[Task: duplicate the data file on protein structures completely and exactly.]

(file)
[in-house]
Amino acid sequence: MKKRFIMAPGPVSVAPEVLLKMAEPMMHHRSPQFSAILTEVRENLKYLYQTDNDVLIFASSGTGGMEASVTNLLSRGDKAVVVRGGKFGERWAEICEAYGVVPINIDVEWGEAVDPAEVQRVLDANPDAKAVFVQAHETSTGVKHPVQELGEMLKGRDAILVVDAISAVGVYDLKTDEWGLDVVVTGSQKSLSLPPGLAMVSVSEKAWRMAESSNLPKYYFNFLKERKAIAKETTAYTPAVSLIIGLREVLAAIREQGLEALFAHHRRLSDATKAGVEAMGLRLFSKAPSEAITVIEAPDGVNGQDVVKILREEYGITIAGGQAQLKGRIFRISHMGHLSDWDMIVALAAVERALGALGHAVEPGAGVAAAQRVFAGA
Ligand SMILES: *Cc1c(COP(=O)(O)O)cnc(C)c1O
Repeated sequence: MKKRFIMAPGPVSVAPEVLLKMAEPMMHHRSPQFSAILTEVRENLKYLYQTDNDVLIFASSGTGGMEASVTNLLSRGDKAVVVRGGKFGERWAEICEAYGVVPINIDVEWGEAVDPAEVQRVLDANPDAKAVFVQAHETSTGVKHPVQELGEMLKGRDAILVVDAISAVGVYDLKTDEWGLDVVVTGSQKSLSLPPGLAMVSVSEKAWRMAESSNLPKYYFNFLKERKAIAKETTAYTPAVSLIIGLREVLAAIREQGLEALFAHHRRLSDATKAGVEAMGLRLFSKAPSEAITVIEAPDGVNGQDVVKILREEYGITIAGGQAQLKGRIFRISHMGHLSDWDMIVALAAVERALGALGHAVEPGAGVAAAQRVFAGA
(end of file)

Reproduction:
[in-house]
Amino acid sequence: MKKRFIMAPGPVSVAPEVLLKMAEPMMHHRSPQFSAILTEVRENLKYLYQTDNDVLIFASSGTGGMEASVTNLLSRGDKAVVVRGGKFGERWAEICEAYGVVPINIDVEWGEAVDPAEVQRVLDANPDAKAVFVQAHETSTGVKHPVQELGEMLKGRDAILVVDAISAVGVYDLKTDEWGLDVVVTGSQKSLSLPPGLAMVSVSEKAWRMAESSNLPKYYFNFLKERKAIAKETTAYTPAVSLIIGLREVLAAIREQGLEALFAHHRRLSDATKAGVEAMGLRLFSKAPSEAITVIEAPDGVNGQDVVKILREEYGITIAGGQAQLKGRIFRISHMGHLSDWDMIVALAAVERALGALGHAVEPGAGVAAAQRVFAGA
Ligand SMILES: *Cc1c(COP(=O)(O)O)cnc(C)c1O
Repeated sequence: MKKRFIMAPGPVSVAPEVLLKMAEPMMHHRSPQFSAILTEVRENLKYLYQTDNDVLIFASSGTGGMEASVTNLLSRGDKAVVVRGGKFGERWAEICEAYGVVPINIDVEWGEAVDPAEVQRVLDANPDAKAVFVQAHETSTGVKHPVQELGEMLKGRDAILVVDAISAVGVYDLKTDEWGLDVVVTGSQKSLSLPPGLAMVSVSEKAWRMAESSNLPKYYFNFLKERKAIAKETTAYTPAVSLIIGLREVLAAIREQGLEALFAHHRRLSDATKAGVEAMGLRLFSKAPSEAITVIEAPDGVNGQDVVKILREEYGITIAGGQAQLKGRIFRISHMGHLSDWDMIVALAAVERALGALGHAVEPGAGVAAAQRVFAGA